Let me just say that I agree with most of my more progressive colleagues out there in their calls for teaching with a bend towards social justice, activism, and rebellion.
Take this for example: From the Progressive on “Teaching Rebellion.”
Why waste precious class time doing a close read of a technical manual from a Pearson reader when we can read local newspapers and community blogs? Why should students learn docile obedience in class when the times call for us to civilly disobey and march in the streets? What does “College and Career Ready” matter when the bodies of students of color are being obliterated?
That’s fine exposition. But Mr. Barrett, to whom are you speaking?
Inspirational calls for justice and activism in the classroom all exist within a particular context. Very few educators in the avant garde of education activism would disagree with passionate pleas for justice. And I certainly would like to see more examples of actual teaching for justice being implemented. Concrete examples would all help us to better achieve our goals.
In Washington, DC, where similar degrees of oppression from leadership exist, I think it would be fair to say that we lack the same degree of passion when compared to activist groups in, say, Chicago. Teachers in DC definitely don’t possess the same amount of solidarity and cover that is provided to members of the Chicago Teachers’ Union (Try being a building’s union rep and you’ll see real quick).
But let me ask again: Mr. Barrett, to whom are you speaking? I work with a lot of teachers who would love to actualize Mr. Barrett’s calls to justice. I could certainly recommend this article, and a host of others, to our teachers. Yet, I think Mr. Barrett and others should direct some of their ire and calls to action to administrators, who largely control the what and how of teaching in the classroom.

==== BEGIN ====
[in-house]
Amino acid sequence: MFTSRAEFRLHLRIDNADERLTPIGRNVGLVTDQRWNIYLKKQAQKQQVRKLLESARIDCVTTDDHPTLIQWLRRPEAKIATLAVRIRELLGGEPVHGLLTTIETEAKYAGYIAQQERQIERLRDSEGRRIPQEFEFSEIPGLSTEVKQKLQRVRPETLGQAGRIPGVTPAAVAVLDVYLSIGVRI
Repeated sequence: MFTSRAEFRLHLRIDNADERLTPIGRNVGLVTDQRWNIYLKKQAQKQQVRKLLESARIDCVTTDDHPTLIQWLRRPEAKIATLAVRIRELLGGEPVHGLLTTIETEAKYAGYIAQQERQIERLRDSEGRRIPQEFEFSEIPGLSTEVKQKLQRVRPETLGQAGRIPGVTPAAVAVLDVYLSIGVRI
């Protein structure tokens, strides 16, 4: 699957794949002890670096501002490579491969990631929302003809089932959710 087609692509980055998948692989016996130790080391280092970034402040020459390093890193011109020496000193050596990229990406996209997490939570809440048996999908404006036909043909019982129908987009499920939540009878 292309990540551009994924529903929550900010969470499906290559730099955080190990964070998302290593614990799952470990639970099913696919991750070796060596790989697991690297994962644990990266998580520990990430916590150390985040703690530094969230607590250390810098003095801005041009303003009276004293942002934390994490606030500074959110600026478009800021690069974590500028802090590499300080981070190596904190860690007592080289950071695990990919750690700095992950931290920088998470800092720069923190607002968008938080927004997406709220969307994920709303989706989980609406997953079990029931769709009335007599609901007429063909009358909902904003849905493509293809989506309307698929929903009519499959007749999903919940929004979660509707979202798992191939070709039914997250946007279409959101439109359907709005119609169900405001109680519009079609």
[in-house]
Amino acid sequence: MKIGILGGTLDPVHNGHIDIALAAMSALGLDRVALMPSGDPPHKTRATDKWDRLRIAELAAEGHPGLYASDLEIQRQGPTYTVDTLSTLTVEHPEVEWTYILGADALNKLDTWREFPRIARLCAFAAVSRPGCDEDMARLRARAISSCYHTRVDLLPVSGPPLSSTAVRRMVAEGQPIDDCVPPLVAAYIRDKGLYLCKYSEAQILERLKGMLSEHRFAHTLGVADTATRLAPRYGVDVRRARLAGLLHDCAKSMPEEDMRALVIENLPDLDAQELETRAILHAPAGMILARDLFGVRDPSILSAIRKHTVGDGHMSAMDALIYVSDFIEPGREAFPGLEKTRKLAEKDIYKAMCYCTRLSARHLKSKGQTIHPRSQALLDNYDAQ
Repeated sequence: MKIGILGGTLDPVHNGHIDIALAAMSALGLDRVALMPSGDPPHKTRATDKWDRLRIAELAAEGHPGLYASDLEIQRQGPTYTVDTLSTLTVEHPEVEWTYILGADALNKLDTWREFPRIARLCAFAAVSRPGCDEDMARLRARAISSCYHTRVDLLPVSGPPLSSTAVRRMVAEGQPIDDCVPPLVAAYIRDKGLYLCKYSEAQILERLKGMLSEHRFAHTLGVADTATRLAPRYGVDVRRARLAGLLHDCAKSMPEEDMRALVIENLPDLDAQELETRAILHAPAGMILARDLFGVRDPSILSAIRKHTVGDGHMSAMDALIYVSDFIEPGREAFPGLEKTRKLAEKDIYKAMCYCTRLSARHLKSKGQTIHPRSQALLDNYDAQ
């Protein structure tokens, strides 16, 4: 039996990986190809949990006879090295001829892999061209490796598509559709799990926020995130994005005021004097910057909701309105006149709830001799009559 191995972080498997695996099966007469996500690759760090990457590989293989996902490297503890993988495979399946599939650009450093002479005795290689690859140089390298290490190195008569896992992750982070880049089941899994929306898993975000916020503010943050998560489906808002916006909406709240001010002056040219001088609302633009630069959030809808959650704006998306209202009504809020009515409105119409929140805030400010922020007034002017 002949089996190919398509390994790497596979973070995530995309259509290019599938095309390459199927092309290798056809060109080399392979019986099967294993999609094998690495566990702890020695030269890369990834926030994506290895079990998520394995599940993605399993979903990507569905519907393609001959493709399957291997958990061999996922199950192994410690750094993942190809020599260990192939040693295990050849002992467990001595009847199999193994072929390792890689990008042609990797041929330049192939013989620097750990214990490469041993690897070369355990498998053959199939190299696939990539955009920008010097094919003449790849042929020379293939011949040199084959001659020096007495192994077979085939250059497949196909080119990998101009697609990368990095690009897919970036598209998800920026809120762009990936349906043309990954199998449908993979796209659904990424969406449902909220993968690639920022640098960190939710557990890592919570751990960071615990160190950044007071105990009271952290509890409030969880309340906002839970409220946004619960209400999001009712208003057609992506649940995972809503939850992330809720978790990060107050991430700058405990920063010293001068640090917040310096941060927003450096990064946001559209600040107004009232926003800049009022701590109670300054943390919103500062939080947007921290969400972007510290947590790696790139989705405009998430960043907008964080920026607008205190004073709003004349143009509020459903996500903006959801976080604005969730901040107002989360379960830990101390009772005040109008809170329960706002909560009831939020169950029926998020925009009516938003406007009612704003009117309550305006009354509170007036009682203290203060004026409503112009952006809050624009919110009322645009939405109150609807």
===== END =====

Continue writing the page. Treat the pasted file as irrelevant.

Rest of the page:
By the powers invested in teacher evaluation, and through a pervasive culture of fear that envelops us all, teaching and its materials are closely monitored. You best believe that administrators will examine the bindings of those Pearson manuals for wrinkles. Minutes of usage of educational software are closely monitored. Consultants arrive to harangue us for usage of their programs. Assessment completion is monitored online. And let us not forget the legions of snitches and tattle-tales that make sure every teacher practices with “fidelity.”
Teachers might be tired of being told what they must do. Let us not harangue them like administrators do. Pressure administrators to give teachers who are ready to teach justice the flexibility and trust to do so. I’m sure we all know administrators, but it’s likely that the ones we do know and trust are not a part of this conversation. Get them to join. Ask them to loosen the reins and maybe, just maybe, we’ll be free to do as progressive allies recommend.